Your October Sayer Vincent Newsletter


Your October Sayer Vincent Newsletter

In our newsletter this month – as COVID-19 lockdown measures start to kick back in, we signpost you to all the latest guidance material. We also feature Charity Fraud Awareness Week and have all the dates for our client webinars…

Click here to view our newsletters and sign up to receive them direct to your inbox each month.

Your September Sayer Vincent Newsletter


Your September Sayer Vincent Newsletter

In our newsletter this month we look back at CAC2020, signpost to on-going work in the sector on COVID-19 and have all the details for our autumn season seminar programme…

Click here to view our newsletters and sign up to receive them direct to your inbox each month.

“New pencil case” for financial leaders


“New pencil case” for financial leaders


As the school bell went for the start of the academic year, memories of new pencil cases and their colourful content might have come back to you. It is certainly one of my abiding memories, along with oversized school uniform intended to last years! I’ve pinched the “pencil case” expression from my friend and fellow course director, Maggie Smith, who used it last week at our Inspiring Financial Leaders Alumni event. More of pencils later…

New blog from SV Partner Judith Miller – click here to read in full





At Sayer Vincent, we want to lend our support to the sector campaign for emergency funding. Last week we made a submission to the Treasury’s call for evidence on the economic impact of COVID-19.

Over the last couple of weeks CFG, ACEVO, NCVO, IoF, NAVCA, Small Charities Coalition and other membership bodies have been asking the government to provide emergency funding that will keep charities alive and enable them to continue to serve their communities.

There has been considerable engagement with minsters and civil servants, and support from MPs, but to date no further support has been forthcoming.

Examples are the most powerful way to demonstrate to government the need & urgency.

This is how you can help the campaign –

    • Write to your MPs
    • Share your stories
      • Share videos talking about your work, use local media, social media using the hashtag #EveryDayCounts and get your stories out there, in particular:
      • what you are doing to support in response to COVID-19 crisis (through existing services and/or additional activity you have taken on)
      • highlight any increases in your activities as a result of the crisis
      • highlight any capacity or financial squeezes where you can
      • tag @dianabarran and thank her for all she is doing to fight for charities
      • tag @rishisunak and highlight the need for financial support
      • tag local media outlets/journalists/mainstream media.

We know that no charity will be unaffected. The sector must focus on delivery, rather than back office financial stress. The country can’t afford to have a sector left so damaged that it cannot respond after this immediate crisis is over and remain acting as such a power for good which is so vital in society.

We will keep updating our website and share guidance through our newsletter throughout this crisis. If you have any questions, you can also contact your audit manager or partner in the usual way, or reach us at

We are #PhysicallyDistant but #VirtuallyConnected

Thank you and stay safe.


COVID-19 Update


COVID-19 Update

Updated 30 March 2020

We have put together a COVID-19 helpsheet to explain and signpost you to important and relevant information.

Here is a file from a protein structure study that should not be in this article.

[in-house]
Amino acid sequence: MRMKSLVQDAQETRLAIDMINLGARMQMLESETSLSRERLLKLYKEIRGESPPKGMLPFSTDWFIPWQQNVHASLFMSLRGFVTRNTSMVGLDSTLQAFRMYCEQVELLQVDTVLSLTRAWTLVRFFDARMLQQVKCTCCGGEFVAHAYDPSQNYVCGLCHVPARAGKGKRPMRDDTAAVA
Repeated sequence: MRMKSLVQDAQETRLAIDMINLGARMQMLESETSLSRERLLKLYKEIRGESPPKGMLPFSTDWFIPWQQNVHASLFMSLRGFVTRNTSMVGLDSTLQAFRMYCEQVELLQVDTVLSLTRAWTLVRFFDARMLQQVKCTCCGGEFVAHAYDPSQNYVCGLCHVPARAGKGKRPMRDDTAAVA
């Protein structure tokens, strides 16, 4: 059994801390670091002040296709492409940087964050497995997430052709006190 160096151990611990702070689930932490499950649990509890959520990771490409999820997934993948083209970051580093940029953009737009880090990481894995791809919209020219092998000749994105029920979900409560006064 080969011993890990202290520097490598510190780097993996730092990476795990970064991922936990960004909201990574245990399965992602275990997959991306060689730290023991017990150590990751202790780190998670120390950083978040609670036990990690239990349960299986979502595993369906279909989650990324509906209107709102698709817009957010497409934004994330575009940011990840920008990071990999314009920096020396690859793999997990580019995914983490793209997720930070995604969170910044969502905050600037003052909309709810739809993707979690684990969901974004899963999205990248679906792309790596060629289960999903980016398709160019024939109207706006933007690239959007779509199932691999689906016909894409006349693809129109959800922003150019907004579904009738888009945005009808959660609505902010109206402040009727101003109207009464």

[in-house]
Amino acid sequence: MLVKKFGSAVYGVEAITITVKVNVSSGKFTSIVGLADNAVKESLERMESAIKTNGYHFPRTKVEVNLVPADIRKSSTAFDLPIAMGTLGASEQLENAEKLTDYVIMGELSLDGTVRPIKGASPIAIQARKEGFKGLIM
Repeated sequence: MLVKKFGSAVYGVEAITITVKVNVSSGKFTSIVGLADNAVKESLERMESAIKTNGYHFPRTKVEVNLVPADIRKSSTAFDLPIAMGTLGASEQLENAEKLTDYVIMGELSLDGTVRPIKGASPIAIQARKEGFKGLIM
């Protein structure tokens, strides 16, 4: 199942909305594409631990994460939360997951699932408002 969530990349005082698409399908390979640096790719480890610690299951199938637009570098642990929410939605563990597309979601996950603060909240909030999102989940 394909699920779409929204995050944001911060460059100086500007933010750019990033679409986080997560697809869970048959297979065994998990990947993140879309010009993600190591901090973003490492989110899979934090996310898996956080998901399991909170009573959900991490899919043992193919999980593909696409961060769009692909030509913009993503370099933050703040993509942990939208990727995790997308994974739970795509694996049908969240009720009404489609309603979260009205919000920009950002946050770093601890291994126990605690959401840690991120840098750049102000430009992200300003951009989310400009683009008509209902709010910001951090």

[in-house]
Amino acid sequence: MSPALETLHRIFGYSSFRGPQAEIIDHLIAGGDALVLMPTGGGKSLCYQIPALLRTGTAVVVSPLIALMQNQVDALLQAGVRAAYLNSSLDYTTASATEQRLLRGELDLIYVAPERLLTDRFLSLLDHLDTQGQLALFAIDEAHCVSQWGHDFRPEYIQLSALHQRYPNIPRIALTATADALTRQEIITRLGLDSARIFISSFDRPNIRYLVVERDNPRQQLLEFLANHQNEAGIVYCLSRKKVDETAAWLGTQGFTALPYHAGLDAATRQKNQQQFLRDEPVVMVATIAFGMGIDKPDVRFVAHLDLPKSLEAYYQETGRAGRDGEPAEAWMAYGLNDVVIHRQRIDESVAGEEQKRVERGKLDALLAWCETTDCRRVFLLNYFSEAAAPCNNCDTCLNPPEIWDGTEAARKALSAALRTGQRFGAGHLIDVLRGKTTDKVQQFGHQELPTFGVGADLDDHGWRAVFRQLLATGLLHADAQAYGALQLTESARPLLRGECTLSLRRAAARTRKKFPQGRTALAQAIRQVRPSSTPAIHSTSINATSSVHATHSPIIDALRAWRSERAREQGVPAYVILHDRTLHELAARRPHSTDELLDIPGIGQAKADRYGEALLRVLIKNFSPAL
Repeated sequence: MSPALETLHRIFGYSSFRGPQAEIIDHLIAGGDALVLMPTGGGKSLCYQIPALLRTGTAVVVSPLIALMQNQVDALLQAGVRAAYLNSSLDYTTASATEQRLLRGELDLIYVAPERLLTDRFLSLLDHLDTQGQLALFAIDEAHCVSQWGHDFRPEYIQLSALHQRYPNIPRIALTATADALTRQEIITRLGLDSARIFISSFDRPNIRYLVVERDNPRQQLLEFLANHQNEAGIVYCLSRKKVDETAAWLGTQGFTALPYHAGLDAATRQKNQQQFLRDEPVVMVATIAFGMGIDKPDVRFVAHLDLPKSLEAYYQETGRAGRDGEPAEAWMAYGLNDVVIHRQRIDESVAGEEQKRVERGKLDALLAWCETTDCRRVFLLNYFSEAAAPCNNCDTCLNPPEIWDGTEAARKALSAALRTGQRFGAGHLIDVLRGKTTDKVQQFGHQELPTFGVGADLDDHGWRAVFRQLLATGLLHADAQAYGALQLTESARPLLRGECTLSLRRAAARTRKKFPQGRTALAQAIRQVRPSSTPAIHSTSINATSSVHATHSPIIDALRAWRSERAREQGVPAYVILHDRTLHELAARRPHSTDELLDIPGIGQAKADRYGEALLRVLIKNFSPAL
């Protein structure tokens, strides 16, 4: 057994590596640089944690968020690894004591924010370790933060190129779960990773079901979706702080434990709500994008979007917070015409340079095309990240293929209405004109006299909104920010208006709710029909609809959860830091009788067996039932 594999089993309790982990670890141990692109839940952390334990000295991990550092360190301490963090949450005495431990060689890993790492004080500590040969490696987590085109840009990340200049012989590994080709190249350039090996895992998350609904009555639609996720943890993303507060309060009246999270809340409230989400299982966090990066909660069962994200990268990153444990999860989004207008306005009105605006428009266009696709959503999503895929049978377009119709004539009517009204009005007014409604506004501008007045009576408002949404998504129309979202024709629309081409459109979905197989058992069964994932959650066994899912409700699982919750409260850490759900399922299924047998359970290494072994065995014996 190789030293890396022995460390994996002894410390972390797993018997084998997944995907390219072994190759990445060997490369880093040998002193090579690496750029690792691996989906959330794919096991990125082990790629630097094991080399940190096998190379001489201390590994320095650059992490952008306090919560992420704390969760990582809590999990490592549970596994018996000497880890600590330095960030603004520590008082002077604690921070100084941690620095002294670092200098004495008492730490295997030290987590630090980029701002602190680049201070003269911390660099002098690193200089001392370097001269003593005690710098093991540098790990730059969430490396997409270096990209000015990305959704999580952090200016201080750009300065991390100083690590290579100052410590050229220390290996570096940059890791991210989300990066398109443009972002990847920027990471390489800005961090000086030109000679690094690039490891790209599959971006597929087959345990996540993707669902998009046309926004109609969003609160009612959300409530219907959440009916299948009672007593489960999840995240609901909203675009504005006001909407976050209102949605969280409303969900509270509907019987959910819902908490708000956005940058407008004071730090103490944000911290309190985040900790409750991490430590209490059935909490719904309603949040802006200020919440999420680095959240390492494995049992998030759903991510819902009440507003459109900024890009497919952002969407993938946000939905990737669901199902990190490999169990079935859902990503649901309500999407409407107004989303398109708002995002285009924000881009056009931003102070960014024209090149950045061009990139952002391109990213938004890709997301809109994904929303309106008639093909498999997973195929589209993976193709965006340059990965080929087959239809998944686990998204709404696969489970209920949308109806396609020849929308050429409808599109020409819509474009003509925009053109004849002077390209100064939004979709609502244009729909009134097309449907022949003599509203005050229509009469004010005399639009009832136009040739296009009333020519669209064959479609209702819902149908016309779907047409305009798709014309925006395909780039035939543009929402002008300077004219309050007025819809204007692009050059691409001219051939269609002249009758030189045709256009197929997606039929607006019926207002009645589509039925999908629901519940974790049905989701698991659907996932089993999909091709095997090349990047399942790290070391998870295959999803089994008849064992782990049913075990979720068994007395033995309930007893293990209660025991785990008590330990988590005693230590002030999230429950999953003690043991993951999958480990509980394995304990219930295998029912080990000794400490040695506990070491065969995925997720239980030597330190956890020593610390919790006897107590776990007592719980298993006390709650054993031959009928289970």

This includes: –

  • Tax measures
  • Financial support for charities
  • General financial (and other) support
  • Fundraising
  • Accounting and reporting

Click here for the full document – COVID-19 update 30 March 2020

Please check back next week for further updates to our website.

Covid-19 – We’re ready and here for you


Covid-19 – We’re ready and here for you

Here’s how we will be working following the government’s advice to work from home. We are continuing to provide as near as possible to a normal service albeit with a home working team.

Contacting us:

      • You can email or call your audit manager and partner in the usual way. Our switchboard will continue as normal.
      • You can also contact us by email

Delivering your audit and advice services:

      • We have plans in place to continue with audits via remote working
      • All our staff have laptops, and with the Sharefile facility, we will be able to carry out your audit at a distance
      • We’ll get in touch with your finance team re forthcoming audit bookings to put plans in place for how the work can be delivered
      • We can continue to liaise with you through the audit process via phone or video conferencing

Receiving updates:

      • We will keep this part of the website updated
      • We will also announce any significant changes via Twitter (@sayervincent)
      • We will also be developing guidance for our clients and will post these via Twitter

What will Brexit mean for Charities?


What will Brexit mean for Charities?

“Brexit is Civil Society’s opportunity to think differently, assist government to make the transition and for major improvements to fix the cause of Brexit” Sir Stuart Etherington, Chief Executive, NCVO told an audience of charity delegates at a debate jointly hosted by Sayer Vincent and Russell-Cooke Solicitors at London’s Law Society on 6th February.

Sir Stuart was joined for the Question Time style debate by Clare Pelham, Chief Executive, Epilepsy Society, Caron Bradshaw, Chief Executive, Charity Finance Group and Daniel Bruce, Chief Executive, Internews.

The panel was introduced by Jonathan Orchard, Partner, Sayer Vincent and Chaired by Chris Rowse, Partner, Russell-Cooke.

How have charities been affected by Brexit?

The panel said charities have felt the impact of Brexit since the Referendum vote. Issues include funding losses, the falling value of the pound and labour market shortages, particularly in social care. Charities are also anxious about regulatory changes, the loss of research opportunities and the future challenges of attracting international researchers.